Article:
Talent Dividend Work

Building revolutionary partnerships amid fiscal uncertainty

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Until very recently, Los Angeles Talent Dividend efforts were in a holding pattern.

The Los Angeles Chamber of Commerce has been working with various partner organizations to address issues of access and retention in their higher education. But success depended on the passage of Proposition 30 on Nov. 6, which would approve a tax increase for education. The proposal was, in their view, a necessary one.

"California has had severe fiscal problems and budgetary issues," explains Erika Heeb, Director of Strategic Partnerships for the LA Chamber. "The school system was facing $6 billion in cuts, cuts that would have essentially devastated them." California already had a problem, particularly at the community college level, with students having access to the classes they needed. A failure to pass Prop 30 would have exacerbated the problem, leading to steep tuition hikes and fewer available classes.
Despite being a close call right up to the end, Prop 30 passed, and now that the crisis has passed, the L.A. Chamber can finally move forward on implementing their ideas to increase access, attraction and retention.

"Now that we're beyond this incredible pressure, we can have real conversations and move forward," Heeb says. 
The L.A. Chamber uses both systematic and programmatic strategies to increase college access. They are partnering with higher education institutions, which have become increasingly active in discussing how collectively they can help transition students from high school to college to career. The Student Success Passport in Long Beach is a certificate-based two-year professional development program involving extracurricular professional development activities. The Chamber also seeks to focus more on internship programs, particularly at the community college level, to keep students engaged and on a clear career path. They have also identified skill gaps in certain industries, specifically the health care industry, and are working to create better alignment between higher education institutions, the health care industry, and the education/skill training needs of employers.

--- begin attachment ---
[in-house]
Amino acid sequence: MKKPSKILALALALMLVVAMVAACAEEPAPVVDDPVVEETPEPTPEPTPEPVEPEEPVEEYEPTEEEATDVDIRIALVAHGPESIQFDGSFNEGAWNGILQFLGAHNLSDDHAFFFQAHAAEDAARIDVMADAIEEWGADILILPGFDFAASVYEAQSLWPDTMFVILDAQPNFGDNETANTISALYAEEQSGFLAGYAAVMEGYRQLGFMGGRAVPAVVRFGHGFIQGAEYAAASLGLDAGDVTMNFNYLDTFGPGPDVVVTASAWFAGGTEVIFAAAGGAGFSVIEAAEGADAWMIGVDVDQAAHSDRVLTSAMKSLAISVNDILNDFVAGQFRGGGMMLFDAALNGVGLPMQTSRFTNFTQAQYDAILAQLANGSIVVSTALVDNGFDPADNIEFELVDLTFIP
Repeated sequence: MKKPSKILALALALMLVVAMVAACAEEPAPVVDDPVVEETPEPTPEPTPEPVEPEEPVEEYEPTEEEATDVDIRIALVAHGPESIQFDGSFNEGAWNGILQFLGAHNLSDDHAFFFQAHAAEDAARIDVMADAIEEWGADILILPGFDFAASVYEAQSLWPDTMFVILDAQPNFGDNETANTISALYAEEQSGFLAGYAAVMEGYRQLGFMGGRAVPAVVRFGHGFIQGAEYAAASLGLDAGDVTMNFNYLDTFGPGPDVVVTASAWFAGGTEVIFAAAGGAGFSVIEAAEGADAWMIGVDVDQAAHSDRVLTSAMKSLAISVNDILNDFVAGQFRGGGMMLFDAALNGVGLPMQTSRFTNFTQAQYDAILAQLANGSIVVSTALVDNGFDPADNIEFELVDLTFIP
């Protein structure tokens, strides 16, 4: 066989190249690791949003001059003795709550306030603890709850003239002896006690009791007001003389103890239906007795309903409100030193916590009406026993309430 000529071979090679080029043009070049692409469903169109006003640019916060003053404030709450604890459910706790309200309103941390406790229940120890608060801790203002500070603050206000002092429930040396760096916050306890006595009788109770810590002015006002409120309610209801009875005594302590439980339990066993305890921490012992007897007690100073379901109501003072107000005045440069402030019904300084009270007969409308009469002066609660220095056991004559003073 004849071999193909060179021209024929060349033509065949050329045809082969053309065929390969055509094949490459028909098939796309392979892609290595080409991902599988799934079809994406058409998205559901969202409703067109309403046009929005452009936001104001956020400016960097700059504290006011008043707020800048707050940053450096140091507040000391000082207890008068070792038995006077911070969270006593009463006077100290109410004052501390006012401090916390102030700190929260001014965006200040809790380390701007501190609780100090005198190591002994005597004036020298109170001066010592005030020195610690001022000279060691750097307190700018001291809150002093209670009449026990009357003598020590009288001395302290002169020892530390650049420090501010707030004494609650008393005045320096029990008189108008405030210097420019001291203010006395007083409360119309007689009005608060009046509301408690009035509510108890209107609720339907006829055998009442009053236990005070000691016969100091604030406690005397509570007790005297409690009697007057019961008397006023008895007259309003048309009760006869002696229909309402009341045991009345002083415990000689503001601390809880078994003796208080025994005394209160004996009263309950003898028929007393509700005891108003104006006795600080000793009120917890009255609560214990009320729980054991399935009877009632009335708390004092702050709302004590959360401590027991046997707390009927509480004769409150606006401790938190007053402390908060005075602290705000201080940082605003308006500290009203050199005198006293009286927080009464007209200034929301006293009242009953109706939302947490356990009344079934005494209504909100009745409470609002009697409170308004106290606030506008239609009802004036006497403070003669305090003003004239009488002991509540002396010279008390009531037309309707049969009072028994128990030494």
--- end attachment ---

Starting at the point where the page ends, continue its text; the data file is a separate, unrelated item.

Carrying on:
The Chamber has had already seen success in building partnerships. The L.A. Compact is a collaborative of 19 educational institutions and organizations, from K-12 to teachers' unions, that works to identify educational issues in the public school system and strategize on how to work together to address them. (Heeb calls the signing of this compact "revolutionary" for LA.) The L.A. Chamber has people on staff dedicated entirely to this effort, attending meetings, taking notes and addressing frustrations. They are currently in the process of releasing Compact 2.0.
The Institutions of Higher Education Collaborative (under the L.A. Compact) is a consortium of 11 higher education institutions trying to negotiate a feedback loop with education by assessing preparation programs, sharing best practices in student retention, launching student success work groups, improve the transfer process from community colleges, and more. The Student Success Task Force focuses specifically on community colleges and increasing student success with clear transfer pathways to universities and helping students come up with education plans and get on track for specific degree programs.
The L.A. Chamber is also a regional partner in Cash for College, an effort that helps students access financial aid by hosting workshops for students and their families to fill out FAFSA forms. In the year 2011 alone this program helped 7,000 students access $37 million in financial aid.

Writer: Nicole Rupersburg
Source: Erika Heeb, Los Angeles Chamber of Commerce
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